.

Bob Dylan, Jack White Channel Hank Williams

Dylan asked White to work on lost Williams tune

December 13, 2007
Jack White, bob dylan, hank williams, lucinda williams
Jack White performs at Siren Studios on October 17th, 2008 in Hollywood, California.
Alberto E. Rodriguez/Getty

More than fifty years after Hank Williams died of a morphine overdose, the last lyrics he ever wrote are finally being set to music – by an all-star team including Bob Dylan, Jack White, Lucinda Williams and Alan Jackson. Dylan is spearheading the project, which began several years ago when the country legend's publisher, Acuff-Rose, approached Dylan with a briefcase containing thirty-five unrecorded songs. "It evolved into Bob overseeing the whole thing and engaging the artists and arranging to have them do the tunes," says a source close to the project. "As word leaked to the artistic community, they've been getting lots of calls." Dylan's contribution, "The Love That Faded," was recorded during the Modern Times sessions in early 2006. White cut "You Know That I Know" with a band including Dylan's pedal-steel guitarist, Donnie Herron, in Nashville last December. "Jack arranged it as an uptempo, rocking country tune," says Dominic Suchyta, who plays bass on the track. Among the cache of lost songs is the haunting "How Do You Still a Beating Heart," said to be the final lyric Williams wrote. Artists are still signing on to the project, which will be released in the "next year or two" on Egyptian Records, Dylan's Columbia subsidiary.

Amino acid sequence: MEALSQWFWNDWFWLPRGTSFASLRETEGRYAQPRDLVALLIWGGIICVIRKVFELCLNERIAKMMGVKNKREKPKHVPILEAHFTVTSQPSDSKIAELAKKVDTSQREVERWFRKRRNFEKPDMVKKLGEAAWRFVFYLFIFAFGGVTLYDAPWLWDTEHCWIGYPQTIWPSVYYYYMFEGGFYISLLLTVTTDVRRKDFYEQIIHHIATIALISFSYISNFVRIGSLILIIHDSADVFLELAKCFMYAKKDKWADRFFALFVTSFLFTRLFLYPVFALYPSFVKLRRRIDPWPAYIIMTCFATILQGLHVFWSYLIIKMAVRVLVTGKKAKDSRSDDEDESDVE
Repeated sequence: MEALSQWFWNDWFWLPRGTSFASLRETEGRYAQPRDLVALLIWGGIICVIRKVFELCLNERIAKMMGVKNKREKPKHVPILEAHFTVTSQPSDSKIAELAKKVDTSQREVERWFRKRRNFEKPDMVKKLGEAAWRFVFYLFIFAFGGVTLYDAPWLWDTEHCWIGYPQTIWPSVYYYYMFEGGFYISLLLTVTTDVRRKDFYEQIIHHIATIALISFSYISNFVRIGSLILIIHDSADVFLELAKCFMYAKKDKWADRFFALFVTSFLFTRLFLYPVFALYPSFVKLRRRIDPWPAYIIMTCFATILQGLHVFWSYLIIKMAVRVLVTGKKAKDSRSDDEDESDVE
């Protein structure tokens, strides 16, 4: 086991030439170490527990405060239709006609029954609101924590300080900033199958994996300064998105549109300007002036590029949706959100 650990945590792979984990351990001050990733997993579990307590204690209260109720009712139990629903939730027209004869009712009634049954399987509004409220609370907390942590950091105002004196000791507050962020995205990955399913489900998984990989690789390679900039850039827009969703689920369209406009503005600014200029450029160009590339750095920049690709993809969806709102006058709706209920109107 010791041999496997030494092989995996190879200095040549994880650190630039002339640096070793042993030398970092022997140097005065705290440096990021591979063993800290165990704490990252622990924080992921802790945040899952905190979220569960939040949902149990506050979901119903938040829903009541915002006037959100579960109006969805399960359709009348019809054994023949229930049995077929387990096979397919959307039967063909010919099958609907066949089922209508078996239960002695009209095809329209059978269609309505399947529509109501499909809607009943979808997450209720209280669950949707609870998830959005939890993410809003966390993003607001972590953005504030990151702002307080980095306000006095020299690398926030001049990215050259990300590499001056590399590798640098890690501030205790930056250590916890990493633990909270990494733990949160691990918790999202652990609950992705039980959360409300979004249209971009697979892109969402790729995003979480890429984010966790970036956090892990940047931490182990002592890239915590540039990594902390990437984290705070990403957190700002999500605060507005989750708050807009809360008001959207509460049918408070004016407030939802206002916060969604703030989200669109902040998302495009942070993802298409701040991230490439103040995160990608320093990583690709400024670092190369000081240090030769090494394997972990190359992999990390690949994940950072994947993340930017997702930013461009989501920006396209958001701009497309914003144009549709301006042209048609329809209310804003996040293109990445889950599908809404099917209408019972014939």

This story is from the December 13th, 2007 issue of Rolling Stone.

To read the new issue of Rolling Stone online, plus the entire RS archive: Click Here

prev
Music Main Next

blog comments powered by Disqus
Around the Web
Powered By ZergNet
Daily Newsletter

Get the latest RS news in your inbox.

Sign up to receive the Rolling Stone newsletter and special offers from RS and its
marketing partners.

X

We may use your e-mail address to send you the newsletter and offers that may interest you, on behalf of Rolling Stone and its partners. For more information please read our Privacy Policy.

Song Stories

“Madame George”

Van Morrison | 1968

One of the first stream-of-consciousness epics to make it onto a Van Morrison record, his drawn-out farewell to the eccentric "Madame George" lasted nearly 10 minutes, combining ingredients from folk, jazz and classical music. The character that gave the song its title provoked speculation that it was about a drag queen, though Morrison denied this in Rolling Stone. "If you see it as a male or a female or whatever, it's your trip," he remarked. "I see it as a ... a Swiss cheese sandwich. Something like that."

More Song Stories entries »
 
www.expandtheroom.com